Bruce Jenner’s recent interview about his gender struggle and transition to the opposite sex, reveals powerful insights that other baby boomers can apply to create a gold medal retirement.
The most profound point of the interview came early on when Jenner revealed, “If I die, which, I could be diagnosed next week with cancer… I would be so mad at myself that I didn’t explore that side of me… And I don’t want that to happen.”
What a powerful reminder of how fragile life can be, and how quickly it can change. In fact, it parallels one of the most common regrets hospice patients share at the end of their life. It’s a deep-rooted sense of remorse for not having the courage to live a life true to themselves, along with disappointment for spending so much time trying to please others. It’s one of the reasons I encourage people to prepare beyond just the dollars and cents of retirement by creating a no-regrets plan that can help address these non-financial areas of concern.
During the interview, Jenner recounted one of his ten children asking, “Why now?” Implying the repercussions from such a move may not bear the same benefits than if he had made the decision sooner. That simple question illustrates the role that perspective can play in a retirement plan. From Jenner’s side of things, it’s not “why now,” it’s more like “finally.” A completely different view which re-frames his decision from a last-ditch effort to one full of potential, rediscovery, and personal growth.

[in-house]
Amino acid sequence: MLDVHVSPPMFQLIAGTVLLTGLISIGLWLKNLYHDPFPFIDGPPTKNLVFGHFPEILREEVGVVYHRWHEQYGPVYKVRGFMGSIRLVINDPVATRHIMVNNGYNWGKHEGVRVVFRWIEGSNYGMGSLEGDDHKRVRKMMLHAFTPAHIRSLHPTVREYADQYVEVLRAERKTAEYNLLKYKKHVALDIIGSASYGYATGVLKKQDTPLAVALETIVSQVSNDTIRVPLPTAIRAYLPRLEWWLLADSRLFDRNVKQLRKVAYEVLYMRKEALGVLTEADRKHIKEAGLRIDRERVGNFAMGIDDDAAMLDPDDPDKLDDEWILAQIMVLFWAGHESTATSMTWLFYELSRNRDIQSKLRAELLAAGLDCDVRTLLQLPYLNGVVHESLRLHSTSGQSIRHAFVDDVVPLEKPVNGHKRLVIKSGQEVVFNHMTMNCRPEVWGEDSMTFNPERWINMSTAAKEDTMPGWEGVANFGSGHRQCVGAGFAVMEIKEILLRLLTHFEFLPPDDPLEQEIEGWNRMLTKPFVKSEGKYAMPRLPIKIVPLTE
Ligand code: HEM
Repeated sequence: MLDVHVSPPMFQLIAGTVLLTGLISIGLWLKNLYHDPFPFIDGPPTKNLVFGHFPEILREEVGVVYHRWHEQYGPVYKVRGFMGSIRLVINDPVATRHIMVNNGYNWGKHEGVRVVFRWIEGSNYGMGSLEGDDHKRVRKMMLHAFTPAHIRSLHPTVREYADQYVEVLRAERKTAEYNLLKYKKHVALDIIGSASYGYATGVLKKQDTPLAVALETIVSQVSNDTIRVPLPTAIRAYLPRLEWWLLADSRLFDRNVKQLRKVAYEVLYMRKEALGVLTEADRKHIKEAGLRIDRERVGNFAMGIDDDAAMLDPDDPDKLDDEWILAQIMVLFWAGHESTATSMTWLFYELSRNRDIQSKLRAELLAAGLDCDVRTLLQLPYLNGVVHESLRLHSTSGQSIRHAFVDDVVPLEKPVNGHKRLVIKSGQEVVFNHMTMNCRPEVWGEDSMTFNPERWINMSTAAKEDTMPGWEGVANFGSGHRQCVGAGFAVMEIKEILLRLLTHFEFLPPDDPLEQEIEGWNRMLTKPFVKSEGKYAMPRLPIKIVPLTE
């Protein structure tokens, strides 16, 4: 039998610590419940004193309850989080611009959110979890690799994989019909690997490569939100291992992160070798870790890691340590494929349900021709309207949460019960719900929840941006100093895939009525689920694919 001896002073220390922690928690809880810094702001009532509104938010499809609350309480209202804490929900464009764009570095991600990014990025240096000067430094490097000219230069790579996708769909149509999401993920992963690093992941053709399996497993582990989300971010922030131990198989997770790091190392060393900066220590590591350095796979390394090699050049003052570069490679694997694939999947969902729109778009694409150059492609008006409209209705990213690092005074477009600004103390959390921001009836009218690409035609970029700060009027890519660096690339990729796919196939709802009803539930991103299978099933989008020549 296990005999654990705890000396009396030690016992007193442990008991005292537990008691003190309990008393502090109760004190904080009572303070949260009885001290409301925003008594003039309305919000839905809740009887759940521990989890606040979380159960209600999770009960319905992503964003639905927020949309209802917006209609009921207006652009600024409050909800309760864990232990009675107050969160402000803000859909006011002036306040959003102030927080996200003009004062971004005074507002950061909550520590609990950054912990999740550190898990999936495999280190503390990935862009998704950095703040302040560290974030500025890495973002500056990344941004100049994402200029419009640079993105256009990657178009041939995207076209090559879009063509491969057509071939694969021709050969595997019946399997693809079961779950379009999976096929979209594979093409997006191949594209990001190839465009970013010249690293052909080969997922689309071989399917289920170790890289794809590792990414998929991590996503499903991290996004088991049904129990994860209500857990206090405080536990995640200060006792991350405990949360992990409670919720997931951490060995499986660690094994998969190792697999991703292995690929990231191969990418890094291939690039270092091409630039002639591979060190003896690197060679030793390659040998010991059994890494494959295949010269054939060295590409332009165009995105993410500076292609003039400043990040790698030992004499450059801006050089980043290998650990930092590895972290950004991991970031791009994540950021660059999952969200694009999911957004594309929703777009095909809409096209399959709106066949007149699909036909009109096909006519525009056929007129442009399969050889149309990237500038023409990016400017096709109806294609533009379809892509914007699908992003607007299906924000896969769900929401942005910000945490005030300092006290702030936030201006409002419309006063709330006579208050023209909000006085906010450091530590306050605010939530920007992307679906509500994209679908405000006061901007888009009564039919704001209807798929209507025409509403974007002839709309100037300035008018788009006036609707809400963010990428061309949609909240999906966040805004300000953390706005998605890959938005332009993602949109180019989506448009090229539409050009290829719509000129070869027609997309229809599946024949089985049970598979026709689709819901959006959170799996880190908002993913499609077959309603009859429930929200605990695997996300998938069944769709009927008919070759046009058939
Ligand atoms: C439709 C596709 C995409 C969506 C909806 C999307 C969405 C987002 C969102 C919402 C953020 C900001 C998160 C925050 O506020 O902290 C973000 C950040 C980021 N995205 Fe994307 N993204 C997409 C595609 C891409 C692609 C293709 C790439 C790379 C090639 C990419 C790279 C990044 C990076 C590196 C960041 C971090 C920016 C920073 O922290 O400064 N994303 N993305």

Whether you agree with his decision or not, people often wrongly assume that their struggles will just go away when they finally call it quits. Unfortunately, problems can actually get worse simply because retirees have more time to think about them and fewer distractions to keep them occupied. As a result, retirement can be the ideal time to address the things that have been holding you back, fostering a resurgence instead of ongoing concealment.
That’s not to say, Jenner or anyone else heading down a path of change won’t run into trouble. Another frightening reality brought up during the interview was the role suicide can play in transgender issues. A symptom of lost or no identity that is also be shared by some retirees.
There’s a dark side of retirement that few people ever talk about and can include addiction, depression, and suicide. In fact, research suggests that some of the highest rates of suicide are found in white males over the age of 65. Likewise, suicide rates for transgender people are also on the rise as they face their own challenges to fit-in. That makes surrounding yourself with the right people and resources a crucial part of ones overall well-being. After all, retirement can be the ideal stage of life to rekindle a passion or hobby, stitch a relationship cut from the past, or prime opportunity to break free and truly reach your full potential because in the end, the best legacy anyone can leave is a happy, healthy, and genuine you!
Over the coming days and weeks, Bruce Jenner’s courage and willingness to share his personal situation and plan will surely be classified in a number of different ways, but no matter what end of the spectrum you’re on, the insights he revealed can play a key roll in helping other baby boomers and retirees achieve retirement gold.
Let me assure you, running out of money in retirement is nothing compared to running out of family, friends, good health. Learn crucial steps to retire well! Free Guides at RetirementProject.org